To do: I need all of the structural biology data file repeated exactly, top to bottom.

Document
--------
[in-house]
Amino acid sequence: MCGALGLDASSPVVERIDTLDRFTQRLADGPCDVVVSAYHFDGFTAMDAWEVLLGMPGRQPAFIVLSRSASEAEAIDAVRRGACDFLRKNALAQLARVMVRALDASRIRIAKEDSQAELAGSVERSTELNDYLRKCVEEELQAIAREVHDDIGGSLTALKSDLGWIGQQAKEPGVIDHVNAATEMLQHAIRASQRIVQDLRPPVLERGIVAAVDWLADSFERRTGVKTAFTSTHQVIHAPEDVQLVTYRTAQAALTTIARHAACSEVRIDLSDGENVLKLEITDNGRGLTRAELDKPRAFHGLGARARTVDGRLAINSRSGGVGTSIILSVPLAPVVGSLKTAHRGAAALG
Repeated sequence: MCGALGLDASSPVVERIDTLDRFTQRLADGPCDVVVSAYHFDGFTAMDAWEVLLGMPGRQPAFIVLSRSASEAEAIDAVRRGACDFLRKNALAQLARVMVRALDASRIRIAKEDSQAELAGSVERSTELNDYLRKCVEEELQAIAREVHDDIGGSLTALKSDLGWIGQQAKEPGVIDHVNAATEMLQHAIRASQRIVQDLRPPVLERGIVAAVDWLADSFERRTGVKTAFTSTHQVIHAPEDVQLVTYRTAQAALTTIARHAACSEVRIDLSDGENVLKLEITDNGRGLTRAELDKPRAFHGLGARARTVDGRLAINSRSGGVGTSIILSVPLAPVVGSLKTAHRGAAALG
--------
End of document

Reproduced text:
[in-house]
Amino acid sequence: MCGALGLDASSPVVERIDTLDRFTQRLADGPCDVVVSAYHFDGFTAMDAWEVLLGMPGRQPAFIVLSRSASEAEAIDAVRRGACDFLRKNALAQLARVMVRALDASRIRIAKEDSQAELAGSVERSTELNDYLRKCVEEELQAIAREVHDDIGGSLTALKSDLGWIGQQAKEPGVIDHVNAATEMLQHAIRASQRIVQDLRPPVLERGIVAAVDWLADSFERRTGVKTAFTSTHQVIHAPEDVQLVTYRTAQAALTTIARHAACSEVRIDLSDGENVLKLEITDNGRGLTRAELDKPRAFHGLGARARTVDGRLAINSRSGGVGTSIILSVPLAPVVGSLKTAHRGAAALG
Repeated sequence: MCGALGLDASSPVVERIDTLDRFTQRLADGPCDVVVSAYHFDGFTAMDAWEVLLGMPGRQPAFIVLSRSASEAEAIDAVRRGACDFLRKNALAQLARVMVRALDASRIRIAKEDSQAELAGSVERSTELNDYLRKCVEEELQAIAREVHDDIGGSLTALKSDLGWIGQQAKEPGVIDHVNAATEMLQHAIRASQRIVQDLRPPVLERGIVAAVDWLADSFERRTGVKTAFTSTHQVIHAPEDVQLVTYRTAQAALTTIARHAACSEVRIDLSDGENVLKLEITDNGRGLTRAELDKPRAFHGLGARARTVDGRLAINSRSGGVGTSIILSVPLAPVVGSLKTAHRGAAALG